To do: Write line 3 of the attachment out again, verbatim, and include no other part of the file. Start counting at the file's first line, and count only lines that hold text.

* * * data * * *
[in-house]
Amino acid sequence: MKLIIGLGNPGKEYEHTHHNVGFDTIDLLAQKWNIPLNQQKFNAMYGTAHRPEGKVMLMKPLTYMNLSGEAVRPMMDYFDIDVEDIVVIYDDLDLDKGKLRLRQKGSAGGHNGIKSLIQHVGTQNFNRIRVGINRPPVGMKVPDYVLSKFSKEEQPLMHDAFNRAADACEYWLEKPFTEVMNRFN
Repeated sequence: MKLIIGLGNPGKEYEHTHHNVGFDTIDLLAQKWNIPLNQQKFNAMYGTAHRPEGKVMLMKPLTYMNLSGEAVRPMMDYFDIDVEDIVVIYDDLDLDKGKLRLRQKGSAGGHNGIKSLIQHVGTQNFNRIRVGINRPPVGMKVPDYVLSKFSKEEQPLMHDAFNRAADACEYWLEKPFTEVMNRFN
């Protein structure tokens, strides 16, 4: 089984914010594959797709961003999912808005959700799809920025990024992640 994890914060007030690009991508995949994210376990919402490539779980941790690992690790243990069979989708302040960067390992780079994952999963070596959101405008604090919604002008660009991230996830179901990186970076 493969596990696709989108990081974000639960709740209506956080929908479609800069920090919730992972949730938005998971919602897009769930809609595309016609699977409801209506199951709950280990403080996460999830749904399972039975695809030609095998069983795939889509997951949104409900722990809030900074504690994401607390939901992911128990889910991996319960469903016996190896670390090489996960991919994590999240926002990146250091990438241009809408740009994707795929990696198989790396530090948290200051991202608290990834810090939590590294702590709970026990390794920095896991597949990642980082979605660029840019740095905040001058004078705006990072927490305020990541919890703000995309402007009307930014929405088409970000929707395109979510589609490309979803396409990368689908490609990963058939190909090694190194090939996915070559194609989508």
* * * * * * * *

Repeated sequence: MKLIIGLGNPGKEYEHTHHNVGFDTIDLLAQKWNIPLNQQKFNAMYGTAHRPEGKVMLMKPLTYMNLSGEAVRPMMDYFDIDVEDIVVIYDDLDLDKGKLRLRQKGSAGGHNGIKSLIQHVGTQNFNRIRVGINRPPVGMKVPDYVLSKFSKEEQPLMHDAFNRAADACEYWLEKPFTEVMNRFN